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Out Of Your Mind: Eating With Your Body

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Out Of Your Mind: Eating With Your Body

Think about your last meal. Were you actually there, at the table, tasting your food, feeling its texture as you chewed and swallowed? Or were you in your mind, mentally lining up the next thing on your to-do list, composing an email, worrying about an argument with your spouse, or counting calories and grams of fat? Anytime you’re doing anything but focusing on your food during meals, youíre in your mind. And even though the entire act of chewing, swallowing, digesting and assimilating food occurs in the physical being, weíre rarely around when it happens.

What does it mean to be ďin your body,Ē and why is it so hard to do? I have spent much of my life in a formal meditation practice that teaches us to be present, embodied and in the moment, and sometimes itís still hard. Sometimes, being in the body just isnít as interesting as being in the mind. Itís quieter. Thereís less noise, no drama. The mind is cunning, clever and persuasive, and tells a fabulous tale.

We also feel like weíre more in control in the mind. We can spin our take on situations, weave stories that makes us feel comfortable and safe. And, if you have a body that was ridiculed, neglected, mishandled or otherwise harmed in childhood, in your body is a hard place to be. If your early physical sensations were unpleasant or painful, getting the hell out of your body made way more sense than sticking around to feel. When that happens, it can take time to come back.

Especially to the soft, squishy, most vulnerable middle of itóthe belly. But when it comes to eating, thatís where the actionís at. Many traditional spiritual practices emphasize the hara, the area three fingersí width below the navel, thatís often described as the energetic center of the self. No accident that itís also the digestive center of the body.

But we donít hang around in our soft, squishy centers, or the body in general. We spend most of our lives in our minds; we crash around in our arms and legs, then fling our torsos into bed at the end of the day, with little experience of what those body parts have felt through the day.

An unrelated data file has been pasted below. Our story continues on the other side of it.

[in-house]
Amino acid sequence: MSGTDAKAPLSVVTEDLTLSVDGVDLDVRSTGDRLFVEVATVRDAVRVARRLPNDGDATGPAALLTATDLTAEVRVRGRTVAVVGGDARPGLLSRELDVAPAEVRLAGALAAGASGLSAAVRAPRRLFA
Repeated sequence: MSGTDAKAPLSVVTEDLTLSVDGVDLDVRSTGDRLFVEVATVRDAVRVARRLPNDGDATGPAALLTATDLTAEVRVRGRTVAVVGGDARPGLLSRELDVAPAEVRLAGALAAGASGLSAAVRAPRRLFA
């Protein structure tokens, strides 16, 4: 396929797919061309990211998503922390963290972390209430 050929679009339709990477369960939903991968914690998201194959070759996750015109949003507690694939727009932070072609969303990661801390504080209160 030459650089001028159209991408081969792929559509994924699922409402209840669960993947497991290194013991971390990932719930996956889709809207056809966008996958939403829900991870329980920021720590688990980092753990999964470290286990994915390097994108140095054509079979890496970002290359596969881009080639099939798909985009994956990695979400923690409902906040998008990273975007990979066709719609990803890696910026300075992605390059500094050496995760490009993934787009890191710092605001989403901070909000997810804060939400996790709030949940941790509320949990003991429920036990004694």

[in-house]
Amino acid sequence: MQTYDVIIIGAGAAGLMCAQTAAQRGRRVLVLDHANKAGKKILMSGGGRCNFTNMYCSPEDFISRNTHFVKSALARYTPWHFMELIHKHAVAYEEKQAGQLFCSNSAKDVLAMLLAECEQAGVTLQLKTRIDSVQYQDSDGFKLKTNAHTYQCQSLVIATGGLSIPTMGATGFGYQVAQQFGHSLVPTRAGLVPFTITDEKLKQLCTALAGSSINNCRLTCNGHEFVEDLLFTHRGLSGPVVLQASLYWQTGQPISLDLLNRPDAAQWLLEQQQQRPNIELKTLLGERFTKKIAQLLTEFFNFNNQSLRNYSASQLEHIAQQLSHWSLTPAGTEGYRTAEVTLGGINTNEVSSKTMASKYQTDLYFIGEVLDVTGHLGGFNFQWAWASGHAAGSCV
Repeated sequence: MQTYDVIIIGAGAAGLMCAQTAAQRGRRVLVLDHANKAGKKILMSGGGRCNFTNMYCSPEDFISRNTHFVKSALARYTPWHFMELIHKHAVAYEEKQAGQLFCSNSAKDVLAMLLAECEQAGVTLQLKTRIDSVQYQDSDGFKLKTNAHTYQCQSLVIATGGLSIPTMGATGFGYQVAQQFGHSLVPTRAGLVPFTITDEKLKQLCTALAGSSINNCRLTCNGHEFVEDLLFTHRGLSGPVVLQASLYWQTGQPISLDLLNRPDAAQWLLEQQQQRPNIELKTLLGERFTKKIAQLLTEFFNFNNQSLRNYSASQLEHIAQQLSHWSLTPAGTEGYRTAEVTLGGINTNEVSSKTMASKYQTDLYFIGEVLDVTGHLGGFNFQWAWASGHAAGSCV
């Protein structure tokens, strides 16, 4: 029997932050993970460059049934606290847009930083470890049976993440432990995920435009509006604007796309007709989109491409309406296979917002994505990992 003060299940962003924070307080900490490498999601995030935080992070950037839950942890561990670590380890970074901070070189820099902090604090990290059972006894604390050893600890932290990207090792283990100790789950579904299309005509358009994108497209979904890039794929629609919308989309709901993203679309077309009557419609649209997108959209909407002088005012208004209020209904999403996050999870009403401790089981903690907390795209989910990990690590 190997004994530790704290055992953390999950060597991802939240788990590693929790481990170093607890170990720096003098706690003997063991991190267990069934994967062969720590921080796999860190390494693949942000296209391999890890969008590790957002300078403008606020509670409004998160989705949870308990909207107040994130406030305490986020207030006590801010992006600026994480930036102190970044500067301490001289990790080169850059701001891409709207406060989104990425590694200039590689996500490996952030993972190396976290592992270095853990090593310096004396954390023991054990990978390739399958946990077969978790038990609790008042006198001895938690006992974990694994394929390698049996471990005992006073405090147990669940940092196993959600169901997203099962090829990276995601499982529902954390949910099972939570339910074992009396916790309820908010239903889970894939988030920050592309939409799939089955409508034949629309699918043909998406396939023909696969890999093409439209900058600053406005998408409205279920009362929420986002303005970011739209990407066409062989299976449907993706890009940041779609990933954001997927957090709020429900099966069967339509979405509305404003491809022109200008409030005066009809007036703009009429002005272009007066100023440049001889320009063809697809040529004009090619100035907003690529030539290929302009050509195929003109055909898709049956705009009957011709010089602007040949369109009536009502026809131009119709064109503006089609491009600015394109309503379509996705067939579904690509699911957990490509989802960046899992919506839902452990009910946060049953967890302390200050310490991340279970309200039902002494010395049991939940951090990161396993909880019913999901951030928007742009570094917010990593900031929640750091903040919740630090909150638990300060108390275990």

Next: 5 ways to get back in your body

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Read more: Eating for Health, Health, Inspired Eating, Self-Help, , , , , ,

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Lisa Turner

Lisa is a chef and nutritionist with more than 30 years of professional experience and formal training in food, nutrition and product development. Sheís written five books on food and nutrition and is the creator of The Healthy Gourmet iPhone app, and has been a featured blogger for many national sites, including Huffington Post and Whole Foods Market. Lisa is a faculty instructor at Bauman College of Culinary Arts and also teaches food and nutrition classes and workshops to individuals and corporations. She's a black belt in Ninjutsu, an active volunteer in the Boulder Valley school lunch system, and an avid wild food forager.


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6:22AM PST on Feb 1, 2012

Thank you. I hold up my (crumby) hands - I was eating bread and ginger conserve when I read this!

2:06AM PDT on Aug 29, 2010

Interesting post, thank you.

3:19PM PDT on Aug 27, 2010

Good article. The hard part is remembering to do it everytime we eat.

8:28AM PDT on Aug 27, 2010

HI all, thanks for your comments ~

Janice, re "I do not really get any sensation from eating, which is one of the most satisfying part of the dining experience. Nor do I feel satiated," isn't it interesting how that works? Even when we're physically full, if we haven't been present for the meal, it doesn't seem to have the same effect.

Gaby, I loved your comments on cooking ~ it's the first step in being present with our food and eating.

And Jessica, I know, isn't it cool when you meet your feet for the first time?

Thanks, everyone, for your comments!

12:09AM PDT on Aug 27, 2010

this is wonderful. Thank you. Simple acts of mindfulness changes our lives in good ways

1:19AM PDT on Aug 26, 2010

Interesting article.Thank you

7:50PM PDT on Aug 25, 2010

Diets don't work - only mindful eating is the way to a healthy natural weight. It is difficult to practice but very gratifying when you catch yourself doing it right :) Thank you for the article, more people need to hear about mindful eating.

2:32PM PDT on Aug 25, 2010

Our body is our suit of armor that takes us every where on this earth that our mind commands it to go.You only have one-take good care of it.

1:50PM PDT on Aug 25, 2010

great post. thanks

12:16PM PDT on Aug 25, 2010

Very interesting, thanks for sharing.

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Disclaimer: The views expressed above are solely those of the author and may not reflect those of
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